There literally aren’t enough hours in a single day for primary care physicians (PCPs) to provide the full gamut of basic, guideline-based care, according to a simulation study.
PCPs would need an “infeasible” 26.7 hours each day to provide preventive, chronic disease, and acute care for a typical panel of U.S. adult patients, Justin Porter, MD, of the University of Chicago, and colleagues, reported in the Journal of General Internal Medicine.
Porter’s group estimated that the 26.7 hours per day would consist of:
- 14.1 hours for preventive care
- 7.2 hours for chronic disease care
- 2.2 hours for acute care
- 3.2 hours for documentation and inbox management
“I think that the results kind of confirmed what doctors have anecdotally felt for a very long time, which is that there’s kind of an unreasonable amount of work that’s expected to be done,” Porter told MedPage Today.
The authors looked at hypothetical panels of 2,500 patients from 2017-2018 National Health and Nutrition Examination Survey (NHANES) data, and measured the “mean time required for a PCP to provide guideline-recommended preventive, chronic disease and acute care to the hypothetical patient panels. Estimates were also calculated for visit documentation time and electronic inbox management time. Times were re-estimated in the setting of team-based care.”
In addition, they calculated the total annual time for each service based on U.S. Preventive Services Task Force (USPSTF) guidelines, the research on which task force guidelines are based, and an original literature search “describing their annual visit frequency and time per visit.”
The authors noted that their estimate for preventive care time, at 14.1 hours, was higher than those from a 2003 American Journal of Public Health (AJPH) study (7.4 hours) and a 2021 AJPH study (8.6 hours). The latter study actually took the USPSTF to task, declaring that “the time required to deliver recommended preventive care places unrealistic expectations on already overwhelmed providers and leaves patients at risk.”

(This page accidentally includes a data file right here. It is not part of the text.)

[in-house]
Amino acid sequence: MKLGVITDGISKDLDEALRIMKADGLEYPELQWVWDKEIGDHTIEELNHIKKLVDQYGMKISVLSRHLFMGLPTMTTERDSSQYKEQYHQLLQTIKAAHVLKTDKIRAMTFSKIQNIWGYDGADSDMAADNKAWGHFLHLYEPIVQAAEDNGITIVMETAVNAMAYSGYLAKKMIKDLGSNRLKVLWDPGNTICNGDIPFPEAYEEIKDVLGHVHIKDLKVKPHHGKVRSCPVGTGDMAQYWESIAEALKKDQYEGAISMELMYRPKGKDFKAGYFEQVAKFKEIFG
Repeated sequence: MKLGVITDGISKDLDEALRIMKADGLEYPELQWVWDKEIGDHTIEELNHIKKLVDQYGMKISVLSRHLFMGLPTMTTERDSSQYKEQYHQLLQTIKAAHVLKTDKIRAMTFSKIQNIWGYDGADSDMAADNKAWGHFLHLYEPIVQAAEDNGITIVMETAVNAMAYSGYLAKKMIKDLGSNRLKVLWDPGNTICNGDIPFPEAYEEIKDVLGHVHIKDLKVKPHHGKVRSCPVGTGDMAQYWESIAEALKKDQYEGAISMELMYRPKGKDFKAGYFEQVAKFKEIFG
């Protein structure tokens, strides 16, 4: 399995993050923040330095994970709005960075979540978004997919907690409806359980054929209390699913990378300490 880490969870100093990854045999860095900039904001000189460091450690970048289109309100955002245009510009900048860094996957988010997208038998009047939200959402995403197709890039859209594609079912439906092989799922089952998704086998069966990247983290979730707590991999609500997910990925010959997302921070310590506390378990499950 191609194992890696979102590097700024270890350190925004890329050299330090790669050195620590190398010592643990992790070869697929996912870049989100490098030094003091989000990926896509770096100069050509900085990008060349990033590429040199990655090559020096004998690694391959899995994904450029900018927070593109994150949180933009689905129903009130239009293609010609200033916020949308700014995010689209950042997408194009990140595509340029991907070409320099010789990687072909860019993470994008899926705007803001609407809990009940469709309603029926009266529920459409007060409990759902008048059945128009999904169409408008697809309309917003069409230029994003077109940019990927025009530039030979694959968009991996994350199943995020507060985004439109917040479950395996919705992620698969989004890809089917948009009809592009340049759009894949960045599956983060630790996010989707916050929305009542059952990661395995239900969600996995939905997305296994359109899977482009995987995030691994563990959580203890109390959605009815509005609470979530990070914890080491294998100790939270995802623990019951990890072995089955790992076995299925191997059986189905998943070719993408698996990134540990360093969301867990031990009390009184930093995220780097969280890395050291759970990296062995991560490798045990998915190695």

But Porter and colleagues did offer a ray of hope in this otherwise gloomy scenario, reporting that with a team-based model, in which non-PCPs (RNs and medical assistants, for example) take on components of care, PCPs could bring their working hours down to 9.3 per day, and those time savings would largely be in preventive care services and chronic disease care.
They found that in an “idealized” team-based model, non-PCP team members could partially or completely perform 29 preventive care tasks, which left about 2 hours of preventive care tasks per day for the PCP. “The majority of time reduction was due to 10.8 h of counseling tasks being transferred to dietitians or counselors,” the authors wrote.
Co-author Neda Laiteerapong, MD, MS, also of the University of Chicago, told MedPage Today that the team-based model “makes things better … back to like 9 or 10 hours [a day], which is how long the average primary care doctor’s day was in 2005 when this [type of research] was last done.”
But the team approach “doesn’t solve everything,” she cautioned.
Porter noted that some practices already incorporate elements of team-based care, such as a nurse delivering screenings for tobacco and alcohol use, possible domestic violence, or family health history, before the PCP arrives. “The reality is, every clinic that we go to might fit somewhere on that spectrum,” he said.
The authors stressed that the unreasonable time demands on PCPs are endemic to the U.S. healthcare system: “If time pressures are driving a gap between guideline-based and clinical medicine, it might explain why national health outcomes are worse than expected.”
Porter also pointed out that there is a manpower shortage in primary care, in part because PCPs aren’t compensated as well as specialists. Also, many of the time-intensive recommended preventive services, such as counseling for diet and nutrition, aren’t reimbursed by insurance companies under certain circumstances — and may not happen at the “gold standard” guideline level at all.
“Medicare or Medicaid and often, by extension, private insurance, often won’t give funding for a particular intervention unless it’s done by the primary care provider,” Porter noted.
Porter said he hopes to reach policymakers with the study, eventually leading to higher pay for PCPs, better compensation for non-PCPs, and shift from a fee-for-service to a value-based care model.
“All these things are very complicated, very sticky, and very challenging,” he said. “So although the problem is easy to identify, I think the solutions are harder.”
Porter disclosed no relationships with industry. Laiteerapong disclosed support from the National Institute of Diabetes and Digestive and Kidney Diseases.
A co-author disclosed support from the National Institute on Aging.